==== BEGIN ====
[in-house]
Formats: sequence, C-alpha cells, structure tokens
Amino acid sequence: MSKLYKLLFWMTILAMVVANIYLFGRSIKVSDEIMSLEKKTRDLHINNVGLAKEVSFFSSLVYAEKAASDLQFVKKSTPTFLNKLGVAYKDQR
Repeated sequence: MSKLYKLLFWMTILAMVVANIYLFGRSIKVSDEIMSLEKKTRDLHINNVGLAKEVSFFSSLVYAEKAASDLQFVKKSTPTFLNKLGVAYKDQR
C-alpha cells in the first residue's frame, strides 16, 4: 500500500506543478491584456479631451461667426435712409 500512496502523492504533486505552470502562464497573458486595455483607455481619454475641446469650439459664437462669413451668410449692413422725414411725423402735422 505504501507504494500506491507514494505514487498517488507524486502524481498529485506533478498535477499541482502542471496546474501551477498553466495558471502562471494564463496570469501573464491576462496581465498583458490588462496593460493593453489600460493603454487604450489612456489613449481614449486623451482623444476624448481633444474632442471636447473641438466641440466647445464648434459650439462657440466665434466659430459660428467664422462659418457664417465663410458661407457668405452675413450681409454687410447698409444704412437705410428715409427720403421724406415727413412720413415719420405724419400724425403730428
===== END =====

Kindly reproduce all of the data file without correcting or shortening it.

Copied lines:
[in-house]
Formats: sequence, C-alpha cells, structure tokens
Amino acid sequence: MSKLYKLLFWMTILAMVVANIYLFGRSIKVSDEIMSLEKKTRDLHINNVGLAKEVSFFSSLVYAEKAASDLQFVKKSTPTFLNKLGVAYKDQR
Repeated sequence: MSKLYKLLFWMTILAMVVANIYLFGRSIKVSDEIMSLEKKTRDLHINNVGLAKEVSFFSSLVYAEKAASDLQFVKKSTPTFLNKLGVAYKDQR
C-alpha cells in the first residue's frame, strides 16, 4: 500500500506543478491584456479631451461667426435712409 500512496502523492504533486505552470502562464497573458486595455483607455481619454475641446469650439459664437462669413451668410449692413422725414411725423402735422 505504501507504494500506491507514494505514487498517488507524486502524481498529485506533478498535477499541482502542471496546474501551477498553466495558471502562471494564463496570469501573464491576462496581465498583458490588462496593460493593453489600460493603454487604450489612456489613449481614449486623451482623444476624448481633444474632442471636447473641438466641440466647445464648434459650439462657440466665434466659430459660428467664422462659418457664417465663410458661407457668405452675413450681409454687410447698409444704412437705410428715409427720403421724406415727413412720413415719420405724419400724425403730428